KARACHI: Witnessing the closing ceremony of the much-celebrated Sindh Festival at Mohenjo Daro was quite a moving experience for me; I was amazed at our resolve to preserve geographic history. Hope eventually turned into dismay when the firecrackers lying on the ruins caught fire and I saw artists using whatever remains of our ancestors on the backstage as toilets. They literally peed on them as images of the Dancing Girl of Mohenjo Daro were projected on a screen on the main stage.
It was a publicity stunt that made a mockery of history. So with a heavy heart I officially closed the chapter of our glorious past. Two years later came a film by the name of Mohenjo Daro, starring a mainstream Bollywood actor in the lead role and his resolve to fight for the grace and dignity of Sindhu Maa (Mother Sindhu) quite prominently shown in the film’s trailer.
Like the many concerned about needless Arabisation of Pakistani history, just the mention of the word Sindhu gave me goosebumps and above all, a hope for debate and discourse. So I stepped into the cinema only to witness a Sindh Festival all over again, only this time it was not literal. We were first to trample over Mohenjo Daro, and on both occasions, the dead died once more. It is clear that those who claim to be sons of the soil are clearly not worried about their mother’s body that has been rotting in a corner of the universe.
This is the era of remakes and sequels. Where the financial feasibility has pushed studios to extend franchises up to even six and seven editions, a lack of original ideas has also made them consider the idea of retelling, especially that of epics of civilisations with an epic stature in history.
So Mohenjo Daro does not stand alone in inaccuracies that have been discussed to death since its release. Even popular TV shows such as Marco Polo and Vikings rely on a more extreme and narrative-friendly version of history and body of knowledge. Having said that, all these examples and many others have a significant archeological base to build upon, which unfortunately is not the case with the Indus Valley civilisation. And Ashutosh Gowariker takes so much of a creative liberty that it actually becomes offensive.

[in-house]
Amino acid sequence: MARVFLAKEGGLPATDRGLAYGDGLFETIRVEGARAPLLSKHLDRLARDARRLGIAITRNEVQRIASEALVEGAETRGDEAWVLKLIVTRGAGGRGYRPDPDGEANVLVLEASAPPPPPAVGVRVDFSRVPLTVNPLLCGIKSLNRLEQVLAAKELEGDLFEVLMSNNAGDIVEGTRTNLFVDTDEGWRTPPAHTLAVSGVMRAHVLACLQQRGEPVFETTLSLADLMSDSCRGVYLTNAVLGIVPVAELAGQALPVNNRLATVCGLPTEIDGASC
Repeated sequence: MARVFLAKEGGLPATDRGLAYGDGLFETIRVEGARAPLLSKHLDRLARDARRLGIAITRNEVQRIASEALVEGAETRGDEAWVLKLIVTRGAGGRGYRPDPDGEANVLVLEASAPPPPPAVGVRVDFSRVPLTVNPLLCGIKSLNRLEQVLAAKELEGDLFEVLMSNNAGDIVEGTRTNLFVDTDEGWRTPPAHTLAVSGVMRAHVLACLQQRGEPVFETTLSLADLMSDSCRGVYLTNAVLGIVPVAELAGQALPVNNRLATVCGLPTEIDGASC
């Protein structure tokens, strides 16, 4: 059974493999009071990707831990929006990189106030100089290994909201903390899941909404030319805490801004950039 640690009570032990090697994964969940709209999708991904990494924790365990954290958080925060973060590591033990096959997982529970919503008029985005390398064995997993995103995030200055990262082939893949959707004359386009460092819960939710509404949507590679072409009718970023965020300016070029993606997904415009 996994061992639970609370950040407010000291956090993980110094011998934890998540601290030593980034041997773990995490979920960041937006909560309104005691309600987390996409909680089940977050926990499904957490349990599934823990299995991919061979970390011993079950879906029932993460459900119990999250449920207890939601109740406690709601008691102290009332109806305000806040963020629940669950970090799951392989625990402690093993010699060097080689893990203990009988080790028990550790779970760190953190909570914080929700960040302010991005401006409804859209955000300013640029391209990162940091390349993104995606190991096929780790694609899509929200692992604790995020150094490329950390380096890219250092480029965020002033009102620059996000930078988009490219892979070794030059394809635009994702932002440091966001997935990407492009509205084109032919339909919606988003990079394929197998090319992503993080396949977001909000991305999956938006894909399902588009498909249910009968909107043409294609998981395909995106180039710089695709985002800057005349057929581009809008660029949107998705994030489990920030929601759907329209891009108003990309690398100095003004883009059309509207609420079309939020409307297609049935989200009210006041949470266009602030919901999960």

He jumps through historic periods and civilisations on a flying carpet, so much so that the ease with which the dwellers of Mohenjo Daro walk across a river into Ganga is actually insulting to the libraries. What is worrisome is not the ignorance of bare facts such as the Indus Valley civilisation predating Hinduism and the Vedic period, but the fact that this atrocious account of Mohenjo Daro will be watched by many who don’t care to pick up the book. You can blame it on the consumers of narrative but in desperate situations like ours, it’s a film-maker’s obligation to refrain from making an already forgotten chapter of history even more confusing.
What is even more frustrating is that the film in itself is quite boring and such an epic could have easily be set in any part of the world where humans existed. Sarman, an indigo farmer from Amri (located near modern-day Dadu) comes to Mohenjo Daro for trade purposes. He has also been given a bronze biscuit with encryptions on it by his father, only to be used in an emergency. He falls in love with the daughter of a priest who eventually finds out that Sarman is destined to overthrow the current ruler of Mohenjo Daro and reclaim its true glory.
If you haven’t read or watched such a story before then go see the film; if you have, then pay a visit to Mohenjo Daro instead. It may soon get lost with Gowariker’s version of history, where Sumerians trade with the Indus people, or another festival where models try to ‘shake a leg’ on the ruins. Take some time to realise the stakes involved and play your part.
Verdict: If you haven’t watched a clichéd epic before, then go see the film; if you have, then pay a visit to Mohenjo Daro instead